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According to a recent study, emergency department visits for trampoline park injuries (TPIs) increased from a total of 581 in 2010 to nearly 7,000 in 2014.

CBS News reports that over the last seven years, at least six people died from TPIs. Meanwhile, the number of trampoline parks available across the nation has exploded over the past few years, reaching roughly 800 now according to Today. Though they are popular play areas, they can also be dangerous, and according to some, may contain design flaws that make injuries more likely among both adults and children.

Trampolines Interconnected with Inadequate Safety Precautions

After learning about several lawsuits filed against Sky Zone trampoline parks in Massachusetts, Boston 25 News investigated the parks to determine the risk of injuries. Investigators discovered that the majority of the injuries occurring at the trampoline parks involved the legs and ankles, specifically fractured thighbones, shinbones, and ankles.

According to the legal complaints, many of the jumpers got their feet caught between the mat and the trampoline’s metal frame, indicating a potential flaw in how these parks are set up.

The trampolines are interconnected, with one set next to the other. This encourages jumpers to go from one trampoline to the next, but if those jumps are not gauged just right, jumpers can miss the center of the next trampoline and land on the edge instead, potentially risking an ankle or leg injury.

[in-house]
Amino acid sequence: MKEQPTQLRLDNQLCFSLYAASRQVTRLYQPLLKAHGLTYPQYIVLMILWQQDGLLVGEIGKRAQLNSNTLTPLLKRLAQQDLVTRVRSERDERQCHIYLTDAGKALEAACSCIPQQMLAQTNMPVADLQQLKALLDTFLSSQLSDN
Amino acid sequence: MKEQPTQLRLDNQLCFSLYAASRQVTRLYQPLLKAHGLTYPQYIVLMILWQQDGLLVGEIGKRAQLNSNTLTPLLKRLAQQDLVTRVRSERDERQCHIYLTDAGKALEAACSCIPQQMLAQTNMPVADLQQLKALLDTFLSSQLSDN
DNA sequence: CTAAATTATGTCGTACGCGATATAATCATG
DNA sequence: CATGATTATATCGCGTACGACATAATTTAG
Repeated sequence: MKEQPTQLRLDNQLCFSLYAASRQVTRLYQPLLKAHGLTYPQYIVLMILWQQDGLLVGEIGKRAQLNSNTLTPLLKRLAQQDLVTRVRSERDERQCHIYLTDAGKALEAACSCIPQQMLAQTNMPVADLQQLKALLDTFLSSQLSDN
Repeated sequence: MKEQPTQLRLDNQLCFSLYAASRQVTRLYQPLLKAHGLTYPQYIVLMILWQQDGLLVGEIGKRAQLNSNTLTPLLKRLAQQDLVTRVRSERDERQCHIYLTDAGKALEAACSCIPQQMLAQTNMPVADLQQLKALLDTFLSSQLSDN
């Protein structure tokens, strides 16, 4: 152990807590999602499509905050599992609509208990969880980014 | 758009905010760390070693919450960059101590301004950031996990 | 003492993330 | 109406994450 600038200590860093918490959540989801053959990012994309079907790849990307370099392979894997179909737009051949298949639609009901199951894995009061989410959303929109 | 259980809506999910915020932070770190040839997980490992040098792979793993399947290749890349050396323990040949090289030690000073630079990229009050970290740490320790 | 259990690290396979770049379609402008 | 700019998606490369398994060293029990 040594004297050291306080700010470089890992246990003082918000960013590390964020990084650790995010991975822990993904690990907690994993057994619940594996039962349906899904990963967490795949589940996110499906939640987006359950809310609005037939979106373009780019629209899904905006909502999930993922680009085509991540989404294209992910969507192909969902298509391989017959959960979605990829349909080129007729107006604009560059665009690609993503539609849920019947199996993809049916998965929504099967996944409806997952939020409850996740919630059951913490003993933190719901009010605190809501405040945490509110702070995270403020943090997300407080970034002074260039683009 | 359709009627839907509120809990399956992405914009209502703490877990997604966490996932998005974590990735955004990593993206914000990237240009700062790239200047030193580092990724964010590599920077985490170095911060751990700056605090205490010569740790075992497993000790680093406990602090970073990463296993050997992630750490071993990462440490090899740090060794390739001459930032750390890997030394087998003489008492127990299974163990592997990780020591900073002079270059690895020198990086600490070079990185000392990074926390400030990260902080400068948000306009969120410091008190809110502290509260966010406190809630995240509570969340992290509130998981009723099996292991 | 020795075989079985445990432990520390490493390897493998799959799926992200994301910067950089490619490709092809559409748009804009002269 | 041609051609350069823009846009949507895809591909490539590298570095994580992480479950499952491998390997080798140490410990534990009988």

Sky Zone’s own incident reports show case after case where the trampoline mats and the protective pads around the metal frame were factors in the injuries. One of the company’s employee manuals warns workers to be aware of the pads.

There are also a lot of people jumping at once, which can increase the risk that one person will run into another, land on top of another, or slide between the mat and frame and break a leg. Individuals are supposed to be separated by size on the trampolines, but videos show that small children frequently are on the same trampolines as larger ones and adults.

Boston 25 News reports that over the past seven years, 224 emergency medical calls were made from the five Sky Zone locations in Massachusetts. Sky Zone has already settled many complaints with injury victims, but the company requires victims to sign a confidentiality agreement as part of the settlement.

Trampoline Park Settles Lawsuit for $3 Million

In 2016, Fox News reported that a Minnesota man sued a trampoline park after a jump left him permanently paralyzed. The 39-year-old was playing with his son when he flipped into a foam pit and struck the bottom. He suffered from a broken neck and severe spinal injury.

The plaintiff filed the lawsuit against AirMaxx Trampoline Park, accusing them of gross negligence for failing to provide adequate safeguards and supervision. AirMaxx later settled the case for $3 million.

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